Welcome to our latest feature in our Designers Tell All series. This week we are spotlighting Killy Scheer of Scheer & Co!
As with most designers, my (Killy Scheer) love of design was always there but I didn’t know it. After college I moved to San Francisco and had a couple of jobs that were unbeknownst to me, peripherally related to interior design but were morse business-focused. Craving more creativity in my life, I enrolled in a handful of evening classes at a local community college to test the waters and see if I connected with interior design. It was love at first sight but knew I needed more education in the field. I applied to graduate schools and landed at Pratt Institute in New York, where I’d grown up, and the rest is history! I’ve worked at architecture firms large and small as well as several boutique design firms in Austin and New York prior to launching my company in 2013.
How would you describe your personal design aesthetic?
Professionally, I am proud that we don’t propagate a specific style or look. Our design solutions are wholly client-driven, making each project as unique as the people with whom we collaborate. We take an intellectual, researched-based approach to translating ideas into visual stories, collaborating with our clients to curate spaces that reflect their personal narratives that are informed by the existing (or new) architectural framework of the structures in which we’re working.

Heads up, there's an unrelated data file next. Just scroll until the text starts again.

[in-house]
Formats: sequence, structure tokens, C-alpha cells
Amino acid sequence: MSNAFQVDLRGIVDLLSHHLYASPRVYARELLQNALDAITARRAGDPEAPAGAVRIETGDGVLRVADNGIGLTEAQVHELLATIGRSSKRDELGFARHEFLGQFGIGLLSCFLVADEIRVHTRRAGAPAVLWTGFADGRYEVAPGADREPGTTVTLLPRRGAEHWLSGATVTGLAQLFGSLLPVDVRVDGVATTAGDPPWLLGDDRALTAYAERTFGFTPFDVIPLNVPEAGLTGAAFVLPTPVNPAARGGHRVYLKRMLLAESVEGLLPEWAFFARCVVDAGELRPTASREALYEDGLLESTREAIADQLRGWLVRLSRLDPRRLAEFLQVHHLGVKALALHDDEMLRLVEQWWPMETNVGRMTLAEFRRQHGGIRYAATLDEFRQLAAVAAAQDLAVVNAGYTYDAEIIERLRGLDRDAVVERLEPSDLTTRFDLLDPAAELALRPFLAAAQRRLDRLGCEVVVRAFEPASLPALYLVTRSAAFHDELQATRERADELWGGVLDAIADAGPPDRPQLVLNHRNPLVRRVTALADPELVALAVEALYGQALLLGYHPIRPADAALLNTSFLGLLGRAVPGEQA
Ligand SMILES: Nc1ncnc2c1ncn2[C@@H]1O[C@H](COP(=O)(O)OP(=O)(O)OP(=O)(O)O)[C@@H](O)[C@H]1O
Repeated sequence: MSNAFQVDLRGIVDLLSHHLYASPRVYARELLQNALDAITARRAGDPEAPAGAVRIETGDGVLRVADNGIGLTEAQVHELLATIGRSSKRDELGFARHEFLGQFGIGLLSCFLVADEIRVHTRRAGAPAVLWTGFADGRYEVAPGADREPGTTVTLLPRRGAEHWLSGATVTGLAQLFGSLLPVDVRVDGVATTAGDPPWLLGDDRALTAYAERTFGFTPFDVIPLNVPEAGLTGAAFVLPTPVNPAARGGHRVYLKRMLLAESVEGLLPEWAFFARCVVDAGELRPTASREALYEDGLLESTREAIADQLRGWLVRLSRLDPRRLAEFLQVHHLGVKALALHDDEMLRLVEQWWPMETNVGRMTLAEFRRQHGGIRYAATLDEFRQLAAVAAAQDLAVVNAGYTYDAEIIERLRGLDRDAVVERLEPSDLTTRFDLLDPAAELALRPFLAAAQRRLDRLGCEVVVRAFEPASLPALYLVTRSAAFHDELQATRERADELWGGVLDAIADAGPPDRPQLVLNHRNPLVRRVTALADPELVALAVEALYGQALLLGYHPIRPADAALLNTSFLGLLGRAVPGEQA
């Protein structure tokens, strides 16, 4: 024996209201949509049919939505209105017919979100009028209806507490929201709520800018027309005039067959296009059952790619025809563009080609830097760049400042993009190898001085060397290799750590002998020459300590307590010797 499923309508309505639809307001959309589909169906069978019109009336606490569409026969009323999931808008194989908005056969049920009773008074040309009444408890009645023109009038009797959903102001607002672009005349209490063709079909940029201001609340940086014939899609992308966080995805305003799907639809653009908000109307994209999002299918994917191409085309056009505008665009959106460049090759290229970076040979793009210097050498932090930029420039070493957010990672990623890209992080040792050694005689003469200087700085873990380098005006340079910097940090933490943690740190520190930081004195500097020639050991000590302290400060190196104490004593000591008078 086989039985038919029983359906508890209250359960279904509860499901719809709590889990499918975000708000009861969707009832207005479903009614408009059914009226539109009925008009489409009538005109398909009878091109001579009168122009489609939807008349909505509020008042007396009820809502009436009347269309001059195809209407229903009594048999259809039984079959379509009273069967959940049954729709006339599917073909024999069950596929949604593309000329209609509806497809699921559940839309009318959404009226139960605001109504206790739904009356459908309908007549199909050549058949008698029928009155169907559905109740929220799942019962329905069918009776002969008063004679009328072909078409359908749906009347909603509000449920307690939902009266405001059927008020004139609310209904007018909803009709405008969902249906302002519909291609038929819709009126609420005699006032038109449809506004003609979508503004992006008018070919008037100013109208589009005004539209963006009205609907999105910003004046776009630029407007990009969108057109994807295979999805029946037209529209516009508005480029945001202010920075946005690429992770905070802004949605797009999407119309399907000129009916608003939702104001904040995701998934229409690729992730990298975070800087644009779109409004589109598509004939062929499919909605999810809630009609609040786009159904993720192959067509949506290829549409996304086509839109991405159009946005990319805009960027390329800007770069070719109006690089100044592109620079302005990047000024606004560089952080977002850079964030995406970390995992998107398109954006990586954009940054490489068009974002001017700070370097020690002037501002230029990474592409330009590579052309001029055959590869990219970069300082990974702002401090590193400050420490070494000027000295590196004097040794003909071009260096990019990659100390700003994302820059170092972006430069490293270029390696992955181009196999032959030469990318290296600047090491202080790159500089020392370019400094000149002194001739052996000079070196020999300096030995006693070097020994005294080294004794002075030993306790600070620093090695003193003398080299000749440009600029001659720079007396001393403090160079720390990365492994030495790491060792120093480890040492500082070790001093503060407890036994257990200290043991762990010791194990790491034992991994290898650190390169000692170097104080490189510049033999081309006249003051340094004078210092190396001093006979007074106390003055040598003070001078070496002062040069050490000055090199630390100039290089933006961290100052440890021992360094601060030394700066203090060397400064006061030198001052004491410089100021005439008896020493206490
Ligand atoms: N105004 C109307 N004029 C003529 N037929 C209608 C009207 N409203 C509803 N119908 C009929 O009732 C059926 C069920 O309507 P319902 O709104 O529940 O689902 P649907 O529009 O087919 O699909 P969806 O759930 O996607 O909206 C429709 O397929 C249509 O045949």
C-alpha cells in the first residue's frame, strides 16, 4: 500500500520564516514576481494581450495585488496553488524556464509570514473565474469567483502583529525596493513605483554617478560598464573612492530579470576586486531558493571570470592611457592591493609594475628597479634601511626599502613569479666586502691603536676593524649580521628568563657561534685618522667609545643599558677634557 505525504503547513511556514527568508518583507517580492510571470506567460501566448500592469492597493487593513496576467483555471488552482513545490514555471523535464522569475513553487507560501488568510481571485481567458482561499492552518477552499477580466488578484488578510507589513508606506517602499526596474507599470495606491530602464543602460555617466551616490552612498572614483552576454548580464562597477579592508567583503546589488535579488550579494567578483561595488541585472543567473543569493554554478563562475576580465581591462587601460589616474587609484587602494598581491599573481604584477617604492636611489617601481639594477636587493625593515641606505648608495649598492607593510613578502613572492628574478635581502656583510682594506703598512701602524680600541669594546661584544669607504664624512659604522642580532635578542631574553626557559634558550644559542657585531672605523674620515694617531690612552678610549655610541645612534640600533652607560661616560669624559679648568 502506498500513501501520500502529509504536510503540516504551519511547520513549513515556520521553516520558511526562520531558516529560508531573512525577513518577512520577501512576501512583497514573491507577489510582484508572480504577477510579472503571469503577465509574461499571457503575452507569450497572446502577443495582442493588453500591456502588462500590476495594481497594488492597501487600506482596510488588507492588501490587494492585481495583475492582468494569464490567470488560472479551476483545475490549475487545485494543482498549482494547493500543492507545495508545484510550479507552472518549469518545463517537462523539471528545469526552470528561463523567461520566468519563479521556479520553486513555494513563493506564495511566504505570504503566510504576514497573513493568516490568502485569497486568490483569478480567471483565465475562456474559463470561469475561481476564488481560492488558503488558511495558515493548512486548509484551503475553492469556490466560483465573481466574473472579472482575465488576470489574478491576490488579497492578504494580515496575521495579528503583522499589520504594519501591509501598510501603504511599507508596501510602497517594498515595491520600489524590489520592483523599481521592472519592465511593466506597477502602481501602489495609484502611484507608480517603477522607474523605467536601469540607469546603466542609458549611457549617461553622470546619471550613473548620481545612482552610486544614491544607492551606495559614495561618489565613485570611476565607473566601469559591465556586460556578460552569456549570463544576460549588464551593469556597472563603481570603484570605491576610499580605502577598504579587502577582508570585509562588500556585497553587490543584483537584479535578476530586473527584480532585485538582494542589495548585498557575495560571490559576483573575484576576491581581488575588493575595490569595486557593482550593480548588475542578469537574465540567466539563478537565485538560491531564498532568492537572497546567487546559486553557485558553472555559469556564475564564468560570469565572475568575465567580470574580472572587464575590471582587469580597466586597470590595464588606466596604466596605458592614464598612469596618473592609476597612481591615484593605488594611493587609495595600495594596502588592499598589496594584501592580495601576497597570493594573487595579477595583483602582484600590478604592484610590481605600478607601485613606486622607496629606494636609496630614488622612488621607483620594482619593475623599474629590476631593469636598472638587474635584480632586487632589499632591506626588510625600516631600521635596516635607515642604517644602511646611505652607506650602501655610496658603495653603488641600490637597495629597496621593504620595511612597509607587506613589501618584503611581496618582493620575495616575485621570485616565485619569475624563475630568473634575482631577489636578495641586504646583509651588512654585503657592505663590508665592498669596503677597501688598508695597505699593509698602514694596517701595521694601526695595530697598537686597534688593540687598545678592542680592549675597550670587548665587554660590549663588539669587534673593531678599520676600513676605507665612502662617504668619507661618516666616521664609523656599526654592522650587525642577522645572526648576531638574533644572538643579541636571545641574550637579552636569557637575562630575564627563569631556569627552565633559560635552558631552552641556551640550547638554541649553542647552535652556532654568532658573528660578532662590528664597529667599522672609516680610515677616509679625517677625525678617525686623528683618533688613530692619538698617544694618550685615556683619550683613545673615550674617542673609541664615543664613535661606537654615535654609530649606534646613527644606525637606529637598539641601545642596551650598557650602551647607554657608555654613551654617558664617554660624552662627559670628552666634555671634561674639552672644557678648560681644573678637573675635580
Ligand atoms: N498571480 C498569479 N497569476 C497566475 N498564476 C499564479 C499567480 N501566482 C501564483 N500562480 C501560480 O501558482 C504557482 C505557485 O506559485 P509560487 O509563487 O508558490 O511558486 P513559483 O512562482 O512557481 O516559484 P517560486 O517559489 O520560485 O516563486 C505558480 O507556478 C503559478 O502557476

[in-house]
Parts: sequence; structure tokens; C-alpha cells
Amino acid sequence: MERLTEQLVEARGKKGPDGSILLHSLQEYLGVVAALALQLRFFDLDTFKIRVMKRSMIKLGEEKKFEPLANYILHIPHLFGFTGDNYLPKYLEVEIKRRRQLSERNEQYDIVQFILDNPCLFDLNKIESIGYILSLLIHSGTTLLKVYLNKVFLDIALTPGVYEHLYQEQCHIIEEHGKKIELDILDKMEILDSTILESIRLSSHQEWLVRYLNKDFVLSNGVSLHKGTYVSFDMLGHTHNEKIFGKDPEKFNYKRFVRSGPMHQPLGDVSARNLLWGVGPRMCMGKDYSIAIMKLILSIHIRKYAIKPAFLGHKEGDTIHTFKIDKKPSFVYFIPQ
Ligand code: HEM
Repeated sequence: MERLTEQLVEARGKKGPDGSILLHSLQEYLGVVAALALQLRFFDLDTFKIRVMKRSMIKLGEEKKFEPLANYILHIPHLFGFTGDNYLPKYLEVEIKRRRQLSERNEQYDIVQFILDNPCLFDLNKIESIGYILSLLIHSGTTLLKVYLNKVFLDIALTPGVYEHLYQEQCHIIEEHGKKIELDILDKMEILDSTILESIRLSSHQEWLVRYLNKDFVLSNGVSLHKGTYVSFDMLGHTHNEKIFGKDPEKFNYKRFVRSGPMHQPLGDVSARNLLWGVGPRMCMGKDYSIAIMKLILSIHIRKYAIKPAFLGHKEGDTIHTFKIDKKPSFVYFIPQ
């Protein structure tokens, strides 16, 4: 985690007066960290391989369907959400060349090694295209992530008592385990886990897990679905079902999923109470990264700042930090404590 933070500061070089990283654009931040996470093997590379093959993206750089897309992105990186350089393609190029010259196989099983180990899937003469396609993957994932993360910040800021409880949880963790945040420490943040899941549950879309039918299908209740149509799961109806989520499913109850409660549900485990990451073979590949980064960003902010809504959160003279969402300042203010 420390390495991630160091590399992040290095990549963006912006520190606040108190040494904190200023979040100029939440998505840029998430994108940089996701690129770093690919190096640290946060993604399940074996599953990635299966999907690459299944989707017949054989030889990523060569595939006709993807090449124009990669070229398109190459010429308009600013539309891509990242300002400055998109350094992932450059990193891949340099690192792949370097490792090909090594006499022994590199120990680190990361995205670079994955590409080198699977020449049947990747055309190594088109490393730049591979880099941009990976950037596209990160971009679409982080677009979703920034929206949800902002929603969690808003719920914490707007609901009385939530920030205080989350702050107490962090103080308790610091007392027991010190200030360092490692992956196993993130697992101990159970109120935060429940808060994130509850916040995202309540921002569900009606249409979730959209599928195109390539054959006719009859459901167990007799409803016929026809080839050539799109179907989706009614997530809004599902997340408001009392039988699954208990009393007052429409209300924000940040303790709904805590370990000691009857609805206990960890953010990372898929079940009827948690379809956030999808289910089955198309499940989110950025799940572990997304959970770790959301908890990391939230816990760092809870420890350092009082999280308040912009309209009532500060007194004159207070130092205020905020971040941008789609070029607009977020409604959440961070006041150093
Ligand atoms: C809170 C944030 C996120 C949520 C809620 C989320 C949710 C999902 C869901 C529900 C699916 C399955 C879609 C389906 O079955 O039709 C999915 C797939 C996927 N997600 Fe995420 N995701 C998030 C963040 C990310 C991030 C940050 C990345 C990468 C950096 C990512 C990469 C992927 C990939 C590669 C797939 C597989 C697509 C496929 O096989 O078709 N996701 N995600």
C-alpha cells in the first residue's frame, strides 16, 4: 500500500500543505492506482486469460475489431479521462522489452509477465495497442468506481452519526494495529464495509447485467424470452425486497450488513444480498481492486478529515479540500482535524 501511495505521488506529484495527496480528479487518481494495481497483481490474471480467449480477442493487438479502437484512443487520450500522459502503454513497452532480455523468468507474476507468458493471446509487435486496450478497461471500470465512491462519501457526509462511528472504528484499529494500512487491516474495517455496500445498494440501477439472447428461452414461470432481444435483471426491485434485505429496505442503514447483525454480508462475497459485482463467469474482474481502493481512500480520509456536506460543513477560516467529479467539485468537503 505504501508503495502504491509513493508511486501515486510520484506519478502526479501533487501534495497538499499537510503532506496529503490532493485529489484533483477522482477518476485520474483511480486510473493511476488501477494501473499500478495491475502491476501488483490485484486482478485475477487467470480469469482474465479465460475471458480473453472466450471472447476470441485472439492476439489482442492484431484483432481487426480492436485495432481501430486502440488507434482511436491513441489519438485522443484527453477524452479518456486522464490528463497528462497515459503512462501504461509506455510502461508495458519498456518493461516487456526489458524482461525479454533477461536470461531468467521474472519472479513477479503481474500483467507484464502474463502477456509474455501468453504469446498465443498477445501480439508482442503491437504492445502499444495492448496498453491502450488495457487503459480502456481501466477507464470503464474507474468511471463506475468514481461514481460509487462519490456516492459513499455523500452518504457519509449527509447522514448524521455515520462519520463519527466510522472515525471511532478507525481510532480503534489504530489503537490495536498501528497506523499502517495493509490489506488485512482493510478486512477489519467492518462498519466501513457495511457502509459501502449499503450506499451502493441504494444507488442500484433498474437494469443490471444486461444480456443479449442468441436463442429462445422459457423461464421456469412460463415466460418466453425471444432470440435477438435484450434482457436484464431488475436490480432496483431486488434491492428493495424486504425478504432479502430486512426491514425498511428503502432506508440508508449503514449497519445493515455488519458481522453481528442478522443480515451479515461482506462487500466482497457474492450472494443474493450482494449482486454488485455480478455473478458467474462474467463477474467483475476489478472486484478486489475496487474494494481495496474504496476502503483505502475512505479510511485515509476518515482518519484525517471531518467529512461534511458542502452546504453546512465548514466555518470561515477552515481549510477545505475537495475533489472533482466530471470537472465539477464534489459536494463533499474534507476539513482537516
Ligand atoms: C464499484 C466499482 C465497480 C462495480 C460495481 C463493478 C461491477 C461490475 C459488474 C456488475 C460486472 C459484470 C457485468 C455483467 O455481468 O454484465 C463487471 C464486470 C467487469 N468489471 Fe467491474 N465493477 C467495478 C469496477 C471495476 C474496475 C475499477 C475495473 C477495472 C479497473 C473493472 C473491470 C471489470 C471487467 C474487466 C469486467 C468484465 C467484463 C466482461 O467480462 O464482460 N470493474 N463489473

My personal style is constantly evolving and changing. I love rich, maximalist interiors as much as I love monochromatic modernist spaces so at home I have to find a way to take my favorite bits and pieces from different style genres to create something unique and cohesive.
When you’re starting a new project, where do you begin? Where do you go for inspiration?
We have a rigorous discovery process with clients that involves digging deep, asking a lot of questions and observing the details. Every project begins with a series of conversations and a reference image library that we assemble based on what our clients have told us and shown us about their styles, and lifestyles. We read between the lines, noting what they don’t say when analyzing images and homing in on the little things we see in their homes when we first arrive.